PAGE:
I have said many times that this journey is cruel and so totally unexpected. However, the people I have met on this journey are AMAZING.
I am always surprised that there are so many of us on this journey. I have high school friends, church friends, college friends and then there are the wonderful new friends that I have made at the support group I attend. Valerie, our fearless leader, reminded us that we started meeting last Fall with around 7-8 members. Today, I sat in a room with close to 20 caregivers. We are all in different places on our walk but we are all together for the same reason. We are there because we love someone with dementia and from time to time we need to be propped up along the way.
Our group had the privilege of meeting with Teepa Snow last Friday before she spoke at the Beeson Forum on Saturday. If you missed my previous post, you may not be aware that Teepa is the dementia guru. She has the ability to take a terrible disease and make us laugh at our situation. She answered our questions; like why does my dad think my mom has a boyfriend? She walked us through emotional situations; like moving a parent from their home in one city to an assisted living community in another city. She is amazing!
Did you know that one out of five families will be touched by dementia? That is a staggering number to me. None of us think that we will be faced with this disease. We all picture ourselves riding off into the sunset with our partner. Unfortunately, everyone does not get this privilege.
On Friday, we learned that some of our new friends were still getting use to the idea of a loved one’s diagnosis. None of us ever want to accept the idea of dementia or Alzheimer’s but the diagnosis is still quite raw to some. We listened to their stories and we weep with them. We remember our own family member’s story.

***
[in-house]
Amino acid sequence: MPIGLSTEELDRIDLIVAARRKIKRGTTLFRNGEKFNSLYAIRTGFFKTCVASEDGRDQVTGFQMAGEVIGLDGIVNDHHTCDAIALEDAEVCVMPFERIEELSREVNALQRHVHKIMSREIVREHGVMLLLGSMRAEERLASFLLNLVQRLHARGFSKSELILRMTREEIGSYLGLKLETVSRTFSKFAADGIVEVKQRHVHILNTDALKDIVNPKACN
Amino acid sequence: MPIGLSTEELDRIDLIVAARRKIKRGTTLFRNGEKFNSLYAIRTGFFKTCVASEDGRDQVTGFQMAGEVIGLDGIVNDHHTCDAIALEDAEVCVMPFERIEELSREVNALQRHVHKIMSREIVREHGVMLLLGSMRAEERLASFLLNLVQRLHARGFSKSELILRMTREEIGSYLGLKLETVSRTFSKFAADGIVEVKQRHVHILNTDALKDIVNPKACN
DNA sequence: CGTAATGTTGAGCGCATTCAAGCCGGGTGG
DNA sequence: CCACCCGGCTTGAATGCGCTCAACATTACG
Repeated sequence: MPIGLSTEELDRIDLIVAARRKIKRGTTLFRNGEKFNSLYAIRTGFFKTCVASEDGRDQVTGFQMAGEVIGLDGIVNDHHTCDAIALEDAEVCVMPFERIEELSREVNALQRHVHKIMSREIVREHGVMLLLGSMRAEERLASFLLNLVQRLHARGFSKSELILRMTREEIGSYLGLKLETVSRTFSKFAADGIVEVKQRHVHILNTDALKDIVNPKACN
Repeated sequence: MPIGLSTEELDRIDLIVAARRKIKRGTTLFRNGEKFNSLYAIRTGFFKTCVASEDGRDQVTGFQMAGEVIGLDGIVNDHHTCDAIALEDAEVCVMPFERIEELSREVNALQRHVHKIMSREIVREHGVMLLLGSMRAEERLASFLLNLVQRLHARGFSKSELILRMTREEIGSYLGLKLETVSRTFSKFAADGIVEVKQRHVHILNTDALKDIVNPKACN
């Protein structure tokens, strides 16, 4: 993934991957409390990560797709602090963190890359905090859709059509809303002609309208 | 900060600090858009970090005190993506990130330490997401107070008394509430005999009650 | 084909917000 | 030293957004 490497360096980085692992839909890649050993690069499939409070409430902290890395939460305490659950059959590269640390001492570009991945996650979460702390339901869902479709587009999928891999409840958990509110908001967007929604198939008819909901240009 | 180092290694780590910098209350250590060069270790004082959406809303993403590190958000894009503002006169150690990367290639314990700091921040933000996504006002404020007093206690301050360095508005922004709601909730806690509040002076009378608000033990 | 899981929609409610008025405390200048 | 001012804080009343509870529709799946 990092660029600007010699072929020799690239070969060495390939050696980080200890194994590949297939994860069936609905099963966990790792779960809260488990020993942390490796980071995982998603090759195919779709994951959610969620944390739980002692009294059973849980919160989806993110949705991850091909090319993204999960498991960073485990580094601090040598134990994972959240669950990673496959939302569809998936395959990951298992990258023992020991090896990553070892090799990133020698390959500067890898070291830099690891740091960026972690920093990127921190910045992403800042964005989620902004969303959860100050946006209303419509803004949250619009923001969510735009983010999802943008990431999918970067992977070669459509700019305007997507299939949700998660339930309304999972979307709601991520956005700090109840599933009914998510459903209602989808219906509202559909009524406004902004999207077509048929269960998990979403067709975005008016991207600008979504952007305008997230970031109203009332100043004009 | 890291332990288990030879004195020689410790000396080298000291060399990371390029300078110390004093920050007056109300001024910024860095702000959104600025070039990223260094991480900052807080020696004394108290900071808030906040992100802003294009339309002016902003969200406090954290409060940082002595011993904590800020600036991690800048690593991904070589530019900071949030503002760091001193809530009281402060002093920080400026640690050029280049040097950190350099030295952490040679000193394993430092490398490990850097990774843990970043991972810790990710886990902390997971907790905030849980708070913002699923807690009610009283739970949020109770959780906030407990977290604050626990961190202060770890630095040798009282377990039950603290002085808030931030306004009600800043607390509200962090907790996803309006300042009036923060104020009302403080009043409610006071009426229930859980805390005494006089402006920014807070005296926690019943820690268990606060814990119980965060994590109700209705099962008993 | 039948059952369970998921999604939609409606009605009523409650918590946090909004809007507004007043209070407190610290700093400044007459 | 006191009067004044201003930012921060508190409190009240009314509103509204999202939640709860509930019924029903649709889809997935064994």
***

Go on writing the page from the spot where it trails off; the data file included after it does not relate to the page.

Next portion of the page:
Teepa told us there were 5 stages we would pass through after we received our loved one’s diagnosis. The first is DENIAL. This one is easy to understand. No one wants to accept the fact that our father/husband/wife/daughter is slipping away. The second is ANGER. Yep! I understand this one too. I sat in my car in my garage in December and cried because I could not stand to think that one day my dad would not know me. Anger is easy and it can go on and on. The third step is BARGAIN WITH IT. This is sort of like a prayer that we have likely all prayed before. It goes something like this: PLEASE, PLEASE, PLEASE let my ____. If we could bargain this disease away, who would we give it to? We would not wish this disease on anyone! The fourth step is SORROW. We feel sorry for ourselves and our loved one. We mourn the life we will not have together. We mourn the loss of our ride into the sunset. The fifth stage is LET IT GO. We have accepted the diagnosis and we know that we cannot bargain it away and we must live with the diagnosis. We must face the fact that we do not get to ride into the sunset. We have to let it go and find the joy where we are. We have to let it go.
Now that we are all humming the theme song from the movie Frozen, it is hard to LET IT GO. It is hard to accept the diagnosis. Valerie is always handing out information to help our group on our journey. Today she shared a story that was forwarded to her.
The point of the story is that God has written our story and none of us know what God has planned for us. God is still writing my dad’s story. God is still writing my story.
As the story said, We don’t know another until we see him/her as part of God’s Story. God’s Story simply will not fit neatly into any of our categories – medical, religion, doctrinal, cultural, political, or otherwise!
My dad’s story is not being written the way I would want it to be written but it is His story and I know that it will be a good story because he is a great man.